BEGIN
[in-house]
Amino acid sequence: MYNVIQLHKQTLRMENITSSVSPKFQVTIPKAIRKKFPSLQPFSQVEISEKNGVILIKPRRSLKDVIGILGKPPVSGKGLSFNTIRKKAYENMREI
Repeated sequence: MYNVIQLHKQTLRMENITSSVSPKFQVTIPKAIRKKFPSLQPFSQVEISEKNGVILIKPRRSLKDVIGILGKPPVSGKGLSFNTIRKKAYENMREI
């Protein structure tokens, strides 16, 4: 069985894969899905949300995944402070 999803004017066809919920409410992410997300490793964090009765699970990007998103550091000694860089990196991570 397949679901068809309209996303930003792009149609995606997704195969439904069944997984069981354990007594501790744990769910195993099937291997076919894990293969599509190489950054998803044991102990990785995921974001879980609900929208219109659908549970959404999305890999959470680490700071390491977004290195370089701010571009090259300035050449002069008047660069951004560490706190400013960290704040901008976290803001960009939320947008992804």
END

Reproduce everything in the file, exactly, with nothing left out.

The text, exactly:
[in-house]
Amino acid sequence: MYNVIQLHKQTLRMENITSSVSPKFQVTIPKAIRKKFPSLQPFSQVEISEKNGVILIKPRRSLKDVIGILGKPPVSGKGLSFNTIRKKAYENMREI
Repeated sequence: MYNVIQLHKQTLRMENITSSVSPKFQVTIPKAIRKKFPSLQPFSQVEISEKNGVILIKPRRSLKDVIGILGKPPVSGKGLSFNTIRKKAYENMREI
């Protein structure tokens, strides 16, 4: 069985894969899905949300995944402070 999803004017066809919920409410992410997300490793964090009765699970990007998103550091000694860089990196991570 397949679901068809309209996303930003792009149609995606997704195969439904069944997984069981354990007594501790744990769910195993099937291997076919894990293969599509190489950054998803044991102990990785995921974001879980609900929208219109659908549970959404999305890999959470680490700071390491977004290195370089701010571009090259300035050449002069008047660069951004560490706190400013960290704040901008976290803001960009939320947008992804």